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Charity: the soul of missionary activity

by Mother Teresa of Calcutta

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    Document Information

  • Descriptive Title:
    Mother Teresa Reflects on Redemptoris Missio
    Description:
    A reflection on Redemptoris Missio, issued by John Paul II in 1991.
  • Larger Work:
    L'Osservatore Romano
  • Publisher & Date:
    Vatican, April 8, 1991

[Note: Italicized text represents quotations from Redemptoris Missio. Plain text is Mother Teresa's reflection on the italicized passages.]

God is Love. Yes, God so loved the world that he gave his only Son, that whoever believes in him may not die but may have eternal life (Jn 3:16). Like us, in all things except sin—in Jesus, with Jesus and through Jesus we go to the Father.

A missionary must be a missionary of Love. A missionary is one who is sent. God sent his Son. Today God sends us. Each one of us is sent by God and his Church. Sent for what? Sent to be his love among men. Sent to bring his love and compassion among men. We have to carry our Lord to places he has not walked before. In Melbourne, once— the sisters picked up a man from the street. He was an alcoholic with no name, no work, nothing, a real street case. After a week, he came up to the sister and said: "Now I am all right and I am going home. I will never drink again. I have realized God loves me". Then he went back to his home, to his wife, his children and to his work. After a month he returned with his first salary saying: "Use this to show God's love to others like me".

Once a man came to Nirmol Hridoy, Home for the Dying Destitutes, Calcutta. He just walked in—right into the ward. I was there. After a little while he came back and said to me: "I came here with so much hate in my heart,- hate for God and hate for man. I came here empty, faithless, embittered and I saw a sister inside, giving her whole-hearted attention to that patient there. I realize that God still loves. Now I go out a different man. I believe there is a God and he loves us still".

In Ethiopia, the Apostolic Delegate told us during the homily at Mass: "I thank you, in the name of the Holy Father because by your presence you are making the Church fully present here". We make the Church present by proclaiming the Good News. What is the Good News? The Good News is that God still loves the world through each one of us. You are God's Good News; you are God's love in action. Through you God is still loving the world. Each time people come into contact with us, they must become different and better people because of having met us. We must radiate God's love. By our living and working together as God's family, we proclaim that unity in the Church, as well as by working with all people, serving all people, of any religion, colour, caste or race.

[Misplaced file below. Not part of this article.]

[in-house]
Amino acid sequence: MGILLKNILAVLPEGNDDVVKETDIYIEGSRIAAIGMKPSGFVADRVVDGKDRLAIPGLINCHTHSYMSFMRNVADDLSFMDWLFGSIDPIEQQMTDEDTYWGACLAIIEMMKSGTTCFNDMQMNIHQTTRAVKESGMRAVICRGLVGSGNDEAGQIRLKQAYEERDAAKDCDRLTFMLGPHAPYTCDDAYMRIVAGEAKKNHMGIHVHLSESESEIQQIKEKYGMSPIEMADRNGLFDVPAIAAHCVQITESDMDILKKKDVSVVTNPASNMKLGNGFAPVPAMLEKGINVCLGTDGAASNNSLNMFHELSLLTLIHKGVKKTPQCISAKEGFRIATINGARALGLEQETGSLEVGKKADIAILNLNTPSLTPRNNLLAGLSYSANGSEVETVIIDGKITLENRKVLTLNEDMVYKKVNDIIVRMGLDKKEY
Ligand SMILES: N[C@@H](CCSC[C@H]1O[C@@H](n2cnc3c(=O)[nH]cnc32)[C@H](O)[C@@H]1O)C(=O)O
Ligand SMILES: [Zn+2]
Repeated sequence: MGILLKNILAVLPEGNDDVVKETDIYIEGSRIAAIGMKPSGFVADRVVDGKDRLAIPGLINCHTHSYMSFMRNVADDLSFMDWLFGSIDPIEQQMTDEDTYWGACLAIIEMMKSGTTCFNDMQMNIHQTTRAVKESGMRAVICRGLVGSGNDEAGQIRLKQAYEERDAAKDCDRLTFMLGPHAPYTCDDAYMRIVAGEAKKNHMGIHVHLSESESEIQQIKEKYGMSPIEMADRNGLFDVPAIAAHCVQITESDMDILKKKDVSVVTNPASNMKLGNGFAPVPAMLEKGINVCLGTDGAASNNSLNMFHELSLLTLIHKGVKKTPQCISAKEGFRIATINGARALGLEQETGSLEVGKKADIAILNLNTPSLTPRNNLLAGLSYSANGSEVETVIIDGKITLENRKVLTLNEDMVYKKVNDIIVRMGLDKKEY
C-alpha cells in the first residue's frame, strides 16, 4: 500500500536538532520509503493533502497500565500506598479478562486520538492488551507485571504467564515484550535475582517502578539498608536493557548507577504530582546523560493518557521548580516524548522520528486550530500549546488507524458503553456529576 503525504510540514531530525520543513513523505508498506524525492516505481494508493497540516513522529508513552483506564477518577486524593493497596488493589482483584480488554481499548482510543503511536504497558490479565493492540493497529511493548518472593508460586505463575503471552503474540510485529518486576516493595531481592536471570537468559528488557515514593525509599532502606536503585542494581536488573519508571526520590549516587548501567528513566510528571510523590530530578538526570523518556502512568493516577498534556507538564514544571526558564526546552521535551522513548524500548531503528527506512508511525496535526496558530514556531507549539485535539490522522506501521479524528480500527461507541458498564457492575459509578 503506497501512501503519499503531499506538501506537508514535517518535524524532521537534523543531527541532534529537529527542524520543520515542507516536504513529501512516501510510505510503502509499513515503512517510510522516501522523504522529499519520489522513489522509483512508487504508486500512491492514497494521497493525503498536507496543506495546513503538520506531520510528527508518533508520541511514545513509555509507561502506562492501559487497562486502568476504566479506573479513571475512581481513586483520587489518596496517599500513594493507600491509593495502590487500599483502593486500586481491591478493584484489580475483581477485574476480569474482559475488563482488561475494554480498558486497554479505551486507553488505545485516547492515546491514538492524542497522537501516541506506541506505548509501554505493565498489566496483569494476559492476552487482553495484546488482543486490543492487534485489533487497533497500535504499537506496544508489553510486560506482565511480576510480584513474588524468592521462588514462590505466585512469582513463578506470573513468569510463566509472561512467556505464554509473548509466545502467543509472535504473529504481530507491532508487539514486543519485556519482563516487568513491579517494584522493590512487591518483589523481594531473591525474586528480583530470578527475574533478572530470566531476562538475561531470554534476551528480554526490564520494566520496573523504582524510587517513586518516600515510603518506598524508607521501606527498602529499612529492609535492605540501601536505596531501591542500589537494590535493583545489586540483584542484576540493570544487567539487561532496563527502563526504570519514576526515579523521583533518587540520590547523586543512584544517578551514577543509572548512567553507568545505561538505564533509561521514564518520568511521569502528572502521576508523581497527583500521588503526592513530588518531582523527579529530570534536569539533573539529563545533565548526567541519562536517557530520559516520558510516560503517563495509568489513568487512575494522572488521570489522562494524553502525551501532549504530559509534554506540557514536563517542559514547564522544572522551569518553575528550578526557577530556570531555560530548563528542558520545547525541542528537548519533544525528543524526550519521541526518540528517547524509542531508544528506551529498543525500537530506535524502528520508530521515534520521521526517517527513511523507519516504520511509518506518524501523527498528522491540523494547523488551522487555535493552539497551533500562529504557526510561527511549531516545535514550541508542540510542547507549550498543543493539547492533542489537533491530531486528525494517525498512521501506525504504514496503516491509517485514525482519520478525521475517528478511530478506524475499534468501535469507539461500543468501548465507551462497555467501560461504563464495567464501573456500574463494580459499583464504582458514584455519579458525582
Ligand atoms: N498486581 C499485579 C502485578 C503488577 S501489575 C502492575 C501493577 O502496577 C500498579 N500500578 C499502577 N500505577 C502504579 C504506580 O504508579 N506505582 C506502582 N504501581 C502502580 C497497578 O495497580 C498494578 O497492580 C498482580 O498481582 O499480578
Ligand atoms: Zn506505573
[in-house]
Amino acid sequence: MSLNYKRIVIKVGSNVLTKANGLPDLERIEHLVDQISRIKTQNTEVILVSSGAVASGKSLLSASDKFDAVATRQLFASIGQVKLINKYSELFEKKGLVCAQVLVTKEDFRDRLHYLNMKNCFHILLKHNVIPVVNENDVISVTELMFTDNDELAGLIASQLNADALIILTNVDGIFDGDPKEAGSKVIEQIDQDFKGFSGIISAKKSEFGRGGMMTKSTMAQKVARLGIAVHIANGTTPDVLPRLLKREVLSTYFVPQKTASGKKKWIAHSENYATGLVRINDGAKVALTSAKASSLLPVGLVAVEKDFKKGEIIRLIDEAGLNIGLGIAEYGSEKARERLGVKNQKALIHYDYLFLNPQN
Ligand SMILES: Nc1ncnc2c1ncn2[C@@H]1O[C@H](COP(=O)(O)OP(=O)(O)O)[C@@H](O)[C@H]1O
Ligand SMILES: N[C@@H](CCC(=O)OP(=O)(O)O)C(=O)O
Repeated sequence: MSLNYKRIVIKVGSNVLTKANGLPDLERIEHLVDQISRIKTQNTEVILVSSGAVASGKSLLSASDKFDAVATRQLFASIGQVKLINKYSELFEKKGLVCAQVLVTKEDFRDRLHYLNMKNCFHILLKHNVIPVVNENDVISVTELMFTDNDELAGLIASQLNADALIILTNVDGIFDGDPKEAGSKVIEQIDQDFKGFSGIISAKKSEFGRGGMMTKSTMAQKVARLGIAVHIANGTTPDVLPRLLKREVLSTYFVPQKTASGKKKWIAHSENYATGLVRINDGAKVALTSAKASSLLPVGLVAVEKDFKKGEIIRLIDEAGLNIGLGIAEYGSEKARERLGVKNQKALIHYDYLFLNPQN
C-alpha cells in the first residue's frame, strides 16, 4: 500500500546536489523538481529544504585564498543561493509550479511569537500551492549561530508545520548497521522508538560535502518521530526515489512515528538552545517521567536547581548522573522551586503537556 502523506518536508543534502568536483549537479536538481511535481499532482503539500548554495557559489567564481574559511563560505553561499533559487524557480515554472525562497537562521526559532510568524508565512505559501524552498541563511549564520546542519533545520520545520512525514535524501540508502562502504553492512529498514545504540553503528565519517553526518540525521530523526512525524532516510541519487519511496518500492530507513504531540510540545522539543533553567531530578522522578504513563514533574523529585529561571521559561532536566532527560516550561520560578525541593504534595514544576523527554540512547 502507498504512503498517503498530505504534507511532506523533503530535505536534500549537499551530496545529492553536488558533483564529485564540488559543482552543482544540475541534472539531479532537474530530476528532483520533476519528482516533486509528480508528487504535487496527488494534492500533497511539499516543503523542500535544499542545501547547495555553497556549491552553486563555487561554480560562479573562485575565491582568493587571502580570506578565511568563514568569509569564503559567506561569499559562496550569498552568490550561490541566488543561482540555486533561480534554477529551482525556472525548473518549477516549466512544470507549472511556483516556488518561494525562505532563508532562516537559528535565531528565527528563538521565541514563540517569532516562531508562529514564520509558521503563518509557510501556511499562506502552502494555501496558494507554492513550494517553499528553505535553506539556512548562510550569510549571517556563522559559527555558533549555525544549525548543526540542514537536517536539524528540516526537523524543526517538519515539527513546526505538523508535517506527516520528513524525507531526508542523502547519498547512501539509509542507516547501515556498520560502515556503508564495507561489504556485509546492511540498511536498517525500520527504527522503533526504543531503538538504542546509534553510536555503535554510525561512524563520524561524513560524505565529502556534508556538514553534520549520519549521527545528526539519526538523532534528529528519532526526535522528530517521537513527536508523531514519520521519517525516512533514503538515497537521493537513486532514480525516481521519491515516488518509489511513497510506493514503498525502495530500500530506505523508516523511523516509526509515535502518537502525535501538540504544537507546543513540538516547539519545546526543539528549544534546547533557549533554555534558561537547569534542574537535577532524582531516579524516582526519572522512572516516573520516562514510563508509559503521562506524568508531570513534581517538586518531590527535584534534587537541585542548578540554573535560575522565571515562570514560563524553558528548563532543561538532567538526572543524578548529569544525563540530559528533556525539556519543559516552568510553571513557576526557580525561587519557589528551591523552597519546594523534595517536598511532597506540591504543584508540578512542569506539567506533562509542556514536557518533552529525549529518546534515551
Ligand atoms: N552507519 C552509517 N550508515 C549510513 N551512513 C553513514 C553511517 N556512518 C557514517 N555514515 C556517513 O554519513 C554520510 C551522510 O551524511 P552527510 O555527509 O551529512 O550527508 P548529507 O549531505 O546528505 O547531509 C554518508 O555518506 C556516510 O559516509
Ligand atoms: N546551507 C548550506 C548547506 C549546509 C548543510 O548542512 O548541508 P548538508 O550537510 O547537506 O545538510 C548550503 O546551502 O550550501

The Church all over the world wishes to be the Church of the poor...; she wishes to draw out all the truth contained in the beatitudes of Christ, and especially in the first one: "Blessed are the poor in spirit".... She wishes to teach this truth and she wishes to put it into practice, just as Jesus came to do and to teach".

The head of the social workers in Calcutta told me: "Mother, you and we are doing the same social work but there is one difference. We are doing it for something and you are doing it for someone".

That someone is Jesus. "Who are you?" the people asked Jesus. John's disciples also came to ask Jesus, "Are you the Messiah or shall we wait for another?" And Jesus answered them saying: Go and tell John: the blind see, the lame walk, the dumb speak, the lepers are cleansed, the dead rise, and the Gospel is preached to the poor. Jesus did not answer them directly. He lets the good news and people meet God. They see God's love alive.

To the apostles, Jesus asked this question: "And you—who do you say that I am?" Each one of us must answer this same question personally.

Jesus identified himself with the poor from the moment he left his Father's side to the moment he returned, especially during his passion and death on the cross. He became the poorest of the poor —the hungry, the thirsty, the naked, the sick, the stranger, the prisoner. Jesus revealed the extent of true love on the cross. Love to be true has to hurt. The poor are Jesus' Calvary today. "Suffering is present in the world in order to release love,... in order to transform the whole of human civilization into a civilization of love" (Salvifici Doloris).

When we look at the cross, we know how much Jesus loved us then.

When we look at the tabernacle, we know how much Jesus loves us now.

On the night before he died—Jesus left us himself in the Eucharist, under the appearance of bread and wine. So is he also present in the distressing disguise of the poor, though in quite a different way.

And he gave us a new commandment: "Love one another as I have loved you".

And to make it easy for us to love, he said: "Whatsoever you do to the least of my brothers, that you do unto me"; for I was hungry, thirsty, naked, homeless, unwanted, untouchable,—and you did it to me. I call this the Gospel on five fingers—five words: You did it to me. Jesus cannot tell a lie. In your five fingers you have your love for Jesus. And St. John tells us that "if anyone says, I love God, yet hates his brother, he is a liar. One who has no love for the brother he has seen—cannot love the God he has not seen". Look at your fingers often and remind yourself of this love.

At each Holy Communion, Jesus satisfies my hunger for him and then he makes himself the hungry one to satisfy his hunger for my love—for souls.

The Eucharist and the poor we must never separate. The poor and the Eucharist are one. There is not one without the other. If we really believe that he, Jesus, is in the appearance of bread and he, Jesus, is in the hungry, the naked, the sick the lonely, unloved, the homeless, the helpless, the hopeless, then our lives will be more and more woven with this deep faith in Jesus, the Bread of Life to be eaten with and for the poor.